One simply called “Cookies” and the other called “Chriftmas Cookey.” This was the first cookbook authored by an American and published in the United States(NOTE: Actual Quotes).
Cookies – One pound fugar boiled flowly in half pint of water, fcum well and cool, add 1 tea fpoon perlafh, diffolved in milk, then two and a half pounds of four, rub in 4 ounces of butter, and two large fpoons of finely powdered coriander feed, wet with above; make rolls half an inch thick and cut to the fhape of pleafe; bake fifteen or twenty minutes in a flack oven – good three weeks.
The geographic development of the United States was reflected in popular cookie recipes.
The railroad’s expansion in the early 1800s gave cooks access to coconuts from the South.
With the Muslim invasion of Spain, then the Crusades and the developing spice trade, the cooking techniques and ingredients of Arabia spread into Northern Europe.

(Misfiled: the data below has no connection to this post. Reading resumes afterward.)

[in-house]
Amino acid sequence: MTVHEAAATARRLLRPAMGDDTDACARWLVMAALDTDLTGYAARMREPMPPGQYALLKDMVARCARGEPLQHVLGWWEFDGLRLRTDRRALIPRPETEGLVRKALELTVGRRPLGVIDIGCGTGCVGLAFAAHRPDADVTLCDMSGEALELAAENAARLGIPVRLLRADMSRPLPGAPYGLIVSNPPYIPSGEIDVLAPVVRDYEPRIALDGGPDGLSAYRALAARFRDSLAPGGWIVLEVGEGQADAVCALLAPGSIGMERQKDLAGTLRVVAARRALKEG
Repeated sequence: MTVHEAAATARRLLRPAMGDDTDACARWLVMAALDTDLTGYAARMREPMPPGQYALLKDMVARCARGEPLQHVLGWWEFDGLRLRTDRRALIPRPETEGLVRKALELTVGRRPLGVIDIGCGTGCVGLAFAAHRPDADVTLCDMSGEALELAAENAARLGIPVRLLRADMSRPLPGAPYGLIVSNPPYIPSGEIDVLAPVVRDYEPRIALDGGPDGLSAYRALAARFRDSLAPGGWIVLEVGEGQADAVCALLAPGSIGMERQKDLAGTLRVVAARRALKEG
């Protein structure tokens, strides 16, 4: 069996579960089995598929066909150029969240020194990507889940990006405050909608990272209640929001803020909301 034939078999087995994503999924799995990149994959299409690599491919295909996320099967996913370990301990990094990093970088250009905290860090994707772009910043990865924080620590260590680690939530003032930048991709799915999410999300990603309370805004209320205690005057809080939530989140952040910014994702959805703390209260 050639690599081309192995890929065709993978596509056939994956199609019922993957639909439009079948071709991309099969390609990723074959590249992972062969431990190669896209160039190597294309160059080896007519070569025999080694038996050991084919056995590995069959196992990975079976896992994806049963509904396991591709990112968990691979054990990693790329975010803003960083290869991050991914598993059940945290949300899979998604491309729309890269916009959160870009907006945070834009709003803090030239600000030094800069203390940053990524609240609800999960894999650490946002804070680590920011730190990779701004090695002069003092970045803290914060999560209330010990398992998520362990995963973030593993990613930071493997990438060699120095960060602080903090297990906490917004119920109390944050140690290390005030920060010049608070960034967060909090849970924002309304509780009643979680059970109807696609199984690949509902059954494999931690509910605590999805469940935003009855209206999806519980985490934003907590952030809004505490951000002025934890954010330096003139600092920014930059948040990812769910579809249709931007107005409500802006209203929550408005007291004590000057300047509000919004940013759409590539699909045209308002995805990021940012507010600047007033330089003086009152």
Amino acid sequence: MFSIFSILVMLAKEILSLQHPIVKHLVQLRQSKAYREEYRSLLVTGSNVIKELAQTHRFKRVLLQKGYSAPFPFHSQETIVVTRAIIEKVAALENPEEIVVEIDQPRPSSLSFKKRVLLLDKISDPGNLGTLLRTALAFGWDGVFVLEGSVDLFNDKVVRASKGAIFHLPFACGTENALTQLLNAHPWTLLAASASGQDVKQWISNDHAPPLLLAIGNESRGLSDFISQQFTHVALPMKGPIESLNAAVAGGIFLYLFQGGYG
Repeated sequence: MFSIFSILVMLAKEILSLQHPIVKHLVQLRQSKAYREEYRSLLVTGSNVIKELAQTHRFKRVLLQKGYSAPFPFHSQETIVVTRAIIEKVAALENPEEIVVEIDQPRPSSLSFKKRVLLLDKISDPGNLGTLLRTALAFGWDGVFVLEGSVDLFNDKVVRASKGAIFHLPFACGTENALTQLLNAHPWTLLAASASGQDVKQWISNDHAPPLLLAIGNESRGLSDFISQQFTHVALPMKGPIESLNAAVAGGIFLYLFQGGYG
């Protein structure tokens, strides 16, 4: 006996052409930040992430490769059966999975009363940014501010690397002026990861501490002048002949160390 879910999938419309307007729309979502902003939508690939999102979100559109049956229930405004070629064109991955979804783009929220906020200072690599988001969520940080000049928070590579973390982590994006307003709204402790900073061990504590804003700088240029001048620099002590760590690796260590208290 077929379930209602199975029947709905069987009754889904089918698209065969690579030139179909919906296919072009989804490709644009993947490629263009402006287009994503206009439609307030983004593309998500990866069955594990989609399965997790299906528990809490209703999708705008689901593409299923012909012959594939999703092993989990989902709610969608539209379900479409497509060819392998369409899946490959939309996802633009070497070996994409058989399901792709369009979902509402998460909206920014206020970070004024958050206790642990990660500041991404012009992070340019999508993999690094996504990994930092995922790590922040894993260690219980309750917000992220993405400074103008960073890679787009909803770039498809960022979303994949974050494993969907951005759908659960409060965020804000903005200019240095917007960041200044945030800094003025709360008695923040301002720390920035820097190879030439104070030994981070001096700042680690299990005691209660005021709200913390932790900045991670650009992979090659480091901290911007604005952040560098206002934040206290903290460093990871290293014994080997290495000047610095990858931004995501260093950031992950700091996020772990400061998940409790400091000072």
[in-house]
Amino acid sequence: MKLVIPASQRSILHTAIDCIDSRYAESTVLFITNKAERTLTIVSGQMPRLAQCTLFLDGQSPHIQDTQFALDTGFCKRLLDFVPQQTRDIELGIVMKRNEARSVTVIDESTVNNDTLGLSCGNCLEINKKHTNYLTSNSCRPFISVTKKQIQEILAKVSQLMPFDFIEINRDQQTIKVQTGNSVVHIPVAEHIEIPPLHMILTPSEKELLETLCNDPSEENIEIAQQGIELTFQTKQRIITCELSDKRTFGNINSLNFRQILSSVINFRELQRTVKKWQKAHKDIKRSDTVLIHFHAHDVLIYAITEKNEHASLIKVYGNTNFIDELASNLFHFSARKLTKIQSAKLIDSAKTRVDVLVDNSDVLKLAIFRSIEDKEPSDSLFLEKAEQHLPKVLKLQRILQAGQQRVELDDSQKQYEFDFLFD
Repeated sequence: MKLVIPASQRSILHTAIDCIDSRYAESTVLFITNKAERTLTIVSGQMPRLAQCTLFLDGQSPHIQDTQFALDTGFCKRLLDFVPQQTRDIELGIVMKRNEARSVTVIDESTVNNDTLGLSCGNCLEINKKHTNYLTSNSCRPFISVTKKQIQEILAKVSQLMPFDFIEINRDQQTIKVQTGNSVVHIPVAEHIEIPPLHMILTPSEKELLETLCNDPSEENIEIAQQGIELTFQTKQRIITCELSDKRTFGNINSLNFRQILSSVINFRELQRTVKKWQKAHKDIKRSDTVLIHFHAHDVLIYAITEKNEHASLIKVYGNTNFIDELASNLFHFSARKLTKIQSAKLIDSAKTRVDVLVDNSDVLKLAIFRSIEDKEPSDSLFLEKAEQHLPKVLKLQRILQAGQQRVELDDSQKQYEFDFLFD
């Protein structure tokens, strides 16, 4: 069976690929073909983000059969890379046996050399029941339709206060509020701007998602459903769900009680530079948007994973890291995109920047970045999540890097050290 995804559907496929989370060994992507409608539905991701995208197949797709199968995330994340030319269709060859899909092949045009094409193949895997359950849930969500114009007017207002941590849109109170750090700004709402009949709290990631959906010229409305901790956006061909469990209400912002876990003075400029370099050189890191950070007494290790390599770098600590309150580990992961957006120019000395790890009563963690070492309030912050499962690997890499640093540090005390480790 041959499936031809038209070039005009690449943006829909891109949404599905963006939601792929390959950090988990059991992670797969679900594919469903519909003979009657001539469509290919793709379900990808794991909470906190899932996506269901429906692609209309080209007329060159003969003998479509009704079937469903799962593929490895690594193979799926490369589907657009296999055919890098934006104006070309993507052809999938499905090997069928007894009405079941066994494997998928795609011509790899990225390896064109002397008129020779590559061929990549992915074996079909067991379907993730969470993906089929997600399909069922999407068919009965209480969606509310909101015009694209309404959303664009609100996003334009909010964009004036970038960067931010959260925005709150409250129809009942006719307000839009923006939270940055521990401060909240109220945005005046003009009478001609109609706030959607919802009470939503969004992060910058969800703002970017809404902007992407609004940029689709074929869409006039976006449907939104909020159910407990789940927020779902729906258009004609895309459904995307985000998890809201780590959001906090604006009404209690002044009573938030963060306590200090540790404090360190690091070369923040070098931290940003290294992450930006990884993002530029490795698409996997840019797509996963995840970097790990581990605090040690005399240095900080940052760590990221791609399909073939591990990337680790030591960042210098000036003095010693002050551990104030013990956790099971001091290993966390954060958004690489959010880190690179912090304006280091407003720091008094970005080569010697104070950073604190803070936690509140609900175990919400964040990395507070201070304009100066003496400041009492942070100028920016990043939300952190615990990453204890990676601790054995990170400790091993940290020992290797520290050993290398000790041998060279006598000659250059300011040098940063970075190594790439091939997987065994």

From the web site, In 510 BC , hungry soldiers of the Emperor Darius were near the river Indus, when they discovered some “reeds which produce honey without bees.” Evidently this early contact with the Asian sources of sugar cane made no great impression, so it was left to be re-discovered in 327 BC by Alexander the Great, who spread it’s culture through Persia and introduced it in the Mediterranean.
Our simple butter cookies strongly resemble the English teacakes and the Scotch shortbread.
Around the turn of the century, the Kellogg brothers in Michigan invented cornflakes and cookies were made with cereal products.Do not burne them if they be three or foure days olde they bee the better.As people started to explore the globe, biscuits (hardtack) became the ideal traveling food, because they stayed fresh for long periods Hardtack proved a portable food that had a long storage life and was perfect for traveling.By definition, a cookie can be any of a variety of hand-held, flour-based sweet cakes, either crisp or soft.Each country has its own word for “cookie.” We know as cookies are called 7th Century A. – The earliest cookie-style cakes are thought to date back to 7th century Persia A. (now Iran), one of the first countries to cultivate sugar (luxurious cakes and pastries in large and small versions were well known in the Persian empire).
This was the beginning of one of the best documented products of the Middle Ages.